Seller Story: Joseph Holland, Dallas, TX

“During the early 60s in New York, Pop artist, Peter Max helped establish my presence in the antique world. ‘The Golden Age of Antique Shows,’ the period between 1960 and 1980, was a time when I could prominently display my collection of antique furniture, and also my eclectic mix of jewelry. It was not long before my passion and discernment for distinctive and excellent jewelry designs garnered a loyal clientele that was equally — if not more–dazzling.

Prior to designing jewelry, restored historic homes in Memphis. Starting out with just two homes from the Memphis Housing Authority, I was given five years to complete structural and external renovation, but also restore and plan the reuse of the homes as part of an Urban Renewal Act. By the time I was finished, I had saved 23 homes, and one of them housed my own antique shop on the ground floor, ‘Finishing Touch.’ I traveled the world collecting antiques and pieces to fill my shop and the home while dabbling in jewelry making as a side hobby. My metalwork experimentation occupied lulls between antique shows and events during my interior design career — my early workshop was a friend’s dental lab. Casting gold dental crowns was not entirely dissimilar to making jewelry, and in hindsight foreshadowed a sting that I did in India (which soon expanded to Burma and Thailand) where I honed a particular niche–designing fantastical and exotic reinterpretations of royal tiaras from the past.–Joseph Holland, jewelry designer

Seller Story: Joseph Holland, Dallas, TX
Seller Story: Joseph Holland, Dallas, TX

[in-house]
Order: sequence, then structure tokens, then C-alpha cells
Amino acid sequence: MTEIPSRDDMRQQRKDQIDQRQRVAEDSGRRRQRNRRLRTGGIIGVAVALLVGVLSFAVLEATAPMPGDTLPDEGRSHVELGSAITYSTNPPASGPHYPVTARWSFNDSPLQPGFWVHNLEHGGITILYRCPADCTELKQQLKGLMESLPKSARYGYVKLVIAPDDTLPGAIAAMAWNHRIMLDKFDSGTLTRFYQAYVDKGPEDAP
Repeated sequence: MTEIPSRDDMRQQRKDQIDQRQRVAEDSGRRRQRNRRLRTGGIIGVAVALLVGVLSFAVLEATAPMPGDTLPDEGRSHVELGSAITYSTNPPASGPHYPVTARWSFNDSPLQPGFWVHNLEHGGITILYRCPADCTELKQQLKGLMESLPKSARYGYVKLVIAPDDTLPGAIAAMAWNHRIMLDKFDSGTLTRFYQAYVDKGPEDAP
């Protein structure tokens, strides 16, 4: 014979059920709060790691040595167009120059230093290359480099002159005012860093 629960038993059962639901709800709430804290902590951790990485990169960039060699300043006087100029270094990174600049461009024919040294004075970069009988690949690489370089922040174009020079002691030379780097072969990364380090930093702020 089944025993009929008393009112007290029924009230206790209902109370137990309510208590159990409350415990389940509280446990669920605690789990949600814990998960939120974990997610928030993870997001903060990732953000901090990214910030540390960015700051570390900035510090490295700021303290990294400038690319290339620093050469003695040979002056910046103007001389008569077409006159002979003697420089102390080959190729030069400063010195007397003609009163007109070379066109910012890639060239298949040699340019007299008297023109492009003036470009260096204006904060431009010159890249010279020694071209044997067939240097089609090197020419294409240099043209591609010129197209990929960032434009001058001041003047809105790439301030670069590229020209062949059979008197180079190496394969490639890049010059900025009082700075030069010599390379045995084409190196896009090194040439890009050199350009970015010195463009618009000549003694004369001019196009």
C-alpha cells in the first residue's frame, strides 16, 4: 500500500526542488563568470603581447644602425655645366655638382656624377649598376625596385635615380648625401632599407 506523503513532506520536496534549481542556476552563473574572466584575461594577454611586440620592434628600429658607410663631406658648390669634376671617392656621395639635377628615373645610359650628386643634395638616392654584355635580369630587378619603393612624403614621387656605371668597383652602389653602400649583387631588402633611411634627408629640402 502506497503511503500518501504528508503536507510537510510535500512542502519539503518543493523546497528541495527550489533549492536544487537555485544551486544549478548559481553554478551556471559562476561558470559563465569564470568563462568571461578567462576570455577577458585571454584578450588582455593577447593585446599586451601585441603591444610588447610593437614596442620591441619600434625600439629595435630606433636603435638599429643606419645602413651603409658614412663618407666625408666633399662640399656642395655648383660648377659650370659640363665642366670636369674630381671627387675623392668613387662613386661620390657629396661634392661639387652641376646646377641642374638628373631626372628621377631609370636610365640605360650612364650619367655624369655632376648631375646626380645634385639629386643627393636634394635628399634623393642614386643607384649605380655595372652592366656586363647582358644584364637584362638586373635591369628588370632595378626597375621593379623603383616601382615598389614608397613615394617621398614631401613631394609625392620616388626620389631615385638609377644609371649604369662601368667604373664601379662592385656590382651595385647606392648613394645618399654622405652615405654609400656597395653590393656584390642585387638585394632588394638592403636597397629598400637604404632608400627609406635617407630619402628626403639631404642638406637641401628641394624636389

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Seller Story: Joseph Holland, Dallas, TX

How did your time in India influence your designs?

The antiques of the region and signatures of different eras were incorporated into my creations, and my trips to India and Asia broadened the scope of the work. I discovered artisans that were implementing craftsmanship and engraving techniques that were long lost in America. I set up my silver factory in India where I manufactured sterling goblets in the antique Baltimore repousse style.

As a collector, what pieces do you gravitate toward?

I’ve picked up such exotic pieces as one of the Maharaja of Jaipur’s dowry trays, a necklace from one of the one hundred horses and one hundred elephants in her dowry. Whatever I find, it must be unforgettable–antique scrolls, snuff bottles and jade carvings from China, 19th-century Hungarian renaissance-style jewelry, the list goes on.

How do you keep your designs out of the realm of what could be considered “costume”?

I don’t ignore fads. Fads can be an opportunity to push the look, but with a penchant for the over-the-top and outrageous, I’ve always implemented the use of precious metals and genuine stones with the intention that if it’s worth doing, it’s worth doing big enough to make a statement.

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